In a KFF survey published a few weeks later, unvaccinated individuals were asked why they weren’t vaccinated. 16% had concerns that the vaccine was too new, too unknown or not tested enough. 7% said they wanted to wait and see how things turned out.
This data suggests that the FDA’s approval of the Pfizer vaccine means that some people will become more willing to get vaccinated. However, this increase may not be as significant as employers might hope. That’s because the KFF also reports that about 66% of all adults (vaccinated and unvaccinated) already think the coronavirus vaccines have FDA approval or aren’t sure as to the vaccines’ approval or EUA status.
Second, getting full approval is a more involved process requiring much more clinical information and data analysis. This means that employers can have greater confidence that their employees who get vaccinated won’t get hurt from taking the vaccine and that the vaccine will be effective in preventing the spread and severity of a coronavirus infection. Employers may also be less likely to fear a lawsuit from an employee should the vaccine harm the employee.
Third, it can get around state or local restrictions limiting the implementation of vaccine requirements. For example, in Texas, Governor Abbot has banned vaccines mandates in a variety of settings. But this ban only applies to coronavirus vaccines that have an EUA.
Because the Pfizer vaccine now has full approval, local government employers can get around this restriction as long as their vaccine requirement only applies to the Pfizer vaccine.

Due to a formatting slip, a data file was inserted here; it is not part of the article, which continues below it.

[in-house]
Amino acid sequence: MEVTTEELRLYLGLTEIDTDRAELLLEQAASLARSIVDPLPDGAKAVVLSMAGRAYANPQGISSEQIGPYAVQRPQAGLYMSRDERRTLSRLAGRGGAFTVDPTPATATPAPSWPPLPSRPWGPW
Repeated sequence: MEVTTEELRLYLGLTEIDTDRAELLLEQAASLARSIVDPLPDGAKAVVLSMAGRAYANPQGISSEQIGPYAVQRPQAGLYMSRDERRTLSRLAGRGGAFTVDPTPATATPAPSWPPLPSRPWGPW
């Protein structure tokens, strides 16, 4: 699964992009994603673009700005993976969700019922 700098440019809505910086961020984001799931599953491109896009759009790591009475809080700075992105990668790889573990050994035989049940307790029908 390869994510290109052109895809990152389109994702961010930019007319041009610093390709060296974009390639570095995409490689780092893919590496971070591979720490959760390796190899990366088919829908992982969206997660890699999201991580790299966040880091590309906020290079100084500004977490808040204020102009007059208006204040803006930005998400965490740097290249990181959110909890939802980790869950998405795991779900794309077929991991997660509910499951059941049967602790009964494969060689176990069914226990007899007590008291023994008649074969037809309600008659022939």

Around the time the FDA announced that it had approved the Pfizer coronavirus vaccine, various companies announced their employee vaccination requirements. So it appears full approval makes a difference, at least for employers and their vaccination policies.
Does Full Approval of the Vaccine Make a Difference Legally for Employers?
It shouldn’t. Whether a vaccine has an EUA or is fully approved, the vast majority of employers can still require their employees to get vaccinated (a notable exception being Montana employers). Also, FDA approval shouldn’t make much of a difference as to the applicability of any medical and religious exemptions to a vaccine mandate for the workplace.
The legal precedent for vaccine mandates is well-established. Since 1905, it’s well-settled law that states can enforce vaccination mandates. The Supreme Court in Jacobson v. Massachusetts stated that it was “within the police power of a State to enact a compulsory vaccination law” and that “[t]he liberty secured by the Constitution…does not import an absolute right in each person to be at all times…wholly freed from restraint…”
This case, as well as many others that followed, have created the legal framework that supports vaccine requirements imposed by state governments, whether applied to the general public, students or state employees.
As for private employers, many rights found in the Constitution do not apply to the private employment setting because private employers are not the government. One notable example is workplace free speech rights.
So if a government employer can have a vaccine mandate, it’s almost guaranteed a private employer can too, at least from a constitutional law perspective. However, it’s possible for some employees, like those in a union, to have contractual rights that prohibit employers from punishing employees for not getting vaccinated.
Having a coronavirus vaccine with full FDA approval removes a potential psychological hurdle for those hesitant to get vaccinated. It also likely makes employers more comfortable with imposing a mandatory vaccination policy.